Kate P asked to hear the "cowboy up" story. To be fair, I didn't bring it up. First it was brought up by e!, who used the phrase in comments to illustrated a point about not being weak and wobbly.
Enough preamble, already. Let's get to the cowboy(s).
Let's say it was seven years ago. (It was). Let's say Nina was having an existential crisis and was shot through with anxiety and guilt.*
Nina quit her lucrative, high profile job in the banking industry because of the above feelings. She had no idea what to do with herself and was feeling anxious, guilty, scared and generally like complete shit. About everything.
She did what all people in her situation do: she applied to graduate school. Then she was told, ever so gently by one of her oldest friends, that she might consider teaching while in graduate school as a way to pay the bills.
Now, Nina had resisted teaching as a career ever since she took that popular personality type indicator test that indicated that she would be in a state of unrelenting misery were she to do anything other than become a nun or a teacher. She didn't resist so far as to become a nun, but eight years working in the banking career in a state of near-unrelenting misery had begun to wear her down. (See above).
Let's stop referring to me in the third person, shall we?
While in graduate school, I got some teaching experience so that I could become, in real life, just as prosaic and ordinary as that hateful test said I was. I applied to a semi-local college for part-time work, and got it because the above referenced friend worked there and bullied someone into signing off on the hire even though I had NO experience or training.
To my horror, I was an excellent teacher.
To my double horror, I liked the job an awful lot.**
To my infinite horror, I discovered that I never wanted to have any other job every again.
Oh wait. I forgot about the cowboys.
To recommence: I needed more than just part time teaching work, so called the local community college English Department and invite myself in for an interview.
I arrived at the local community college campus feeling sticky and hung over, and frankly, dreadful. I did not think the interview would go well, but I felt compelled to try, since I could not piece together a living unless I had one full time job or two part time jobs. My obsession with retirement savings had already begun. I was low on cash and I was sticky and terrified.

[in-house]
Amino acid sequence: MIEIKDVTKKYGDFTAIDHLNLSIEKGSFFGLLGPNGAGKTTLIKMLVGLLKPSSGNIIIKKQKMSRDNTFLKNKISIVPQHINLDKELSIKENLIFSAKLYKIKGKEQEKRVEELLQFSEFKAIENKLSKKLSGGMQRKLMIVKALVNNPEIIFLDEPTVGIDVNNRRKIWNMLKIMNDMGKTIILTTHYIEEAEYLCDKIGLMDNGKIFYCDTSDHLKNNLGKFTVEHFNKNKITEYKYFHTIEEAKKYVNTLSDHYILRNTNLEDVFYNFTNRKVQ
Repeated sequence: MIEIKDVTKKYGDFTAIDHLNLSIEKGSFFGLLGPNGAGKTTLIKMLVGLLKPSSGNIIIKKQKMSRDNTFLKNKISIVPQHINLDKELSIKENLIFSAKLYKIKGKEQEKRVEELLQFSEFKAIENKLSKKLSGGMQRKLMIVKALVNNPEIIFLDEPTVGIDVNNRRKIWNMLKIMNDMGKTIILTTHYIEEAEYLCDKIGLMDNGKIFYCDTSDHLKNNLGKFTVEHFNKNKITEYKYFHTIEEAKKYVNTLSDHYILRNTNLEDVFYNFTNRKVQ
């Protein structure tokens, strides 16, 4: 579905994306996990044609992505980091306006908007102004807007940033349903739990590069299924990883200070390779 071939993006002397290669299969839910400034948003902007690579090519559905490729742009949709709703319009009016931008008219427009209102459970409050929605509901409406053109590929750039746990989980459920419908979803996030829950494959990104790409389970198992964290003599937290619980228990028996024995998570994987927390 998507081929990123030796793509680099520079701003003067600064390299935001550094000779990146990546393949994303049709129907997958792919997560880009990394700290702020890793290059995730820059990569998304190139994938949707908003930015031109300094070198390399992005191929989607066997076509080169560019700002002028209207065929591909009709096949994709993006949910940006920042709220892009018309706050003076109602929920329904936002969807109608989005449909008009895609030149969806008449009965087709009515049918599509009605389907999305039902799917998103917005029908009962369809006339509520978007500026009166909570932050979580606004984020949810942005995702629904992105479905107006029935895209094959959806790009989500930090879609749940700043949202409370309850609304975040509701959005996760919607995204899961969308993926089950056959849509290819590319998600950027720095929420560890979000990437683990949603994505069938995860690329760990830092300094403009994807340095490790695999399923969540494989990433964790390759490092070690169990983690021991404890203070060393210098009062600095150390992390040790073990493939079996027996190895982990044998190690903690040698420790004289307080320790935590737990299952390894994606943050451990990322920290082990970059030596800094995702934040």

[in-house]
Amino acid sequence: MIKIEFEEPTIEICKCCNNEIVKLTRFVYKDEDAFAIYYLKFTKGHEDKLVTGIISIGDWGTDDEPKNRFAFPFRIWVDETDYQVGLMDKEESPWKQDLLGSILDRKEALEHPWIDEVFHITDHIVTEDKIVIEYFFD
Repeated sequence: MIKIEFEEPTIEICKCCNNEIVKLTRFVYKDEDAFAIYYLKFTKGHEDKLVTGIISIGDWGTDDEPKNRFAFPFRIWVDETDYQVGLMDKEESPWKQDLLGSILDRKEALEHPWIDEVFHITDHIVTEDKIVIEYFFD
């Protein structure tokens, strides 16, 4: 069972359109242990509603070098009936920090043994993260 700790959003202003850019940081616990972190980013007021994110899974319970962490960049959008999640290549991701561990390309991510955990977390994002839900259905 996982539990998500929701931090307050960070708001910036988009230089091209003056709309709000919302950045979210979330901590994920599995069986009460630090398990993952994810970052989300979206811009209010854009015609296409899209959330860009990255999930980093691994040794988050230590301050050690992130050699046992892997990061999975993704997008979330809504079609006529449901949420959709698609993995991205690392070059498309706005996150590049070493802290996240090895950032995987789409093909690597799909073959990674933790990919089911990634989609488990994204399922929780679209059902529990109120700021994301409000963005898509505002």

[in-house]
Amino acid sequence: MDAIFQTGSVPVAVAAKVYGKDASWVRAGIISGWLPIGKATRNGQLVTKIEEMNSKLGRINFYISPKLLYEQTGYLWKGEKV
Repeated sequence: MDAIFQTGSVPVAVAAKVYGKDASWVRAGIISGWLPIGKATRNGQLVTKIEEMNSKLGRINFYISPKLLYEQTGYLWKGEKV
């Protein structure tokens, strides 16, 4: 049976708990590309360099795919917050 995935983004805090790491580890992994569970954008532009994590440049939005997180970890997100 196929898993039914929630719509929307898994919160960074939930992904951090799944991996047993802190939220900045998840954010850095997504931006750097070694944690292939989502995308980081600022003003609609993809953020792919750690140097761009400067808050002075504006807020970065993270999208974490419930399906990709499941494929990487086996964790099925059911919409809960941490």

I am almost to the part about the cowboys.
When I knocked at the door of one Erica Lovelace, I was convinced everything would go terribly wrong. When no one answered, I decided that it had indeed gone wrong before it ever started. I turned to leave, but heard the door creak open behind me.
"Do come in," she said. "Nina, is it?"
Before me stood in a red-head in her mid-fifties with a sassy bob and curvaceous figure adorned by Levi 501 jeans, boots and a western shirt complete with mother of pearl buttons. She was not wearing a hat, but she did have a "Bandera, Texas" coffee mug in her hand.
Freeze frame. Faint and beautiful music hangs in the air, and a diminutive old man with a long gray beard and flowing robes steps out of the firmament. I admire his sandals.
"Gandalf?" I say.
"Nina," says he. "I am, of course, God. I suspend your disbelief for this brief psychiatric moment to congratulate you for being, finally, where I intend you to be at the moment I intend it. Your cooperation on this day makes my never-ending work at harmonizing the universe easier due to your compliance. Give me a high five."
Here, he raised his hand up as high as it would go, so we could, uh, "high five".
We did. Then he have me a wrinkly eyed smile and stepped back into the crack in my psychological outfit.
I looked again at the woman before me, and I had goose-bumps. My heart raced, my mouth went dry, my knees gave a little.
My life, of course, was changed forever. So was hers, though she did not know it at the time. I entered her office and she proceeded to hire me for a full time teaching job - without checking my references or caring tuppence about my lack of experience. As I left her office, I asked her "Why are you doing this?" I was sure she could see how appallingly dirty my hair was.
She paused. I could tell that she could not put words to the experience I was having earlier.
"I don't know," she said. "It's just a feeling I have, like you are meant to be here, like I absolutely MUST hire you" she shrugged. Then she smiled.
"So I am."
End, part the first.
Part the second will go up tonight, and part the third will go up tomorrow morning preceding "Sin of the week" - oh, and let me just say, my crime this week is especially wicked.
Thank you for reading.
* notice now how little has changed.
** crappy grammar unedited. It's for effect. Deal with it.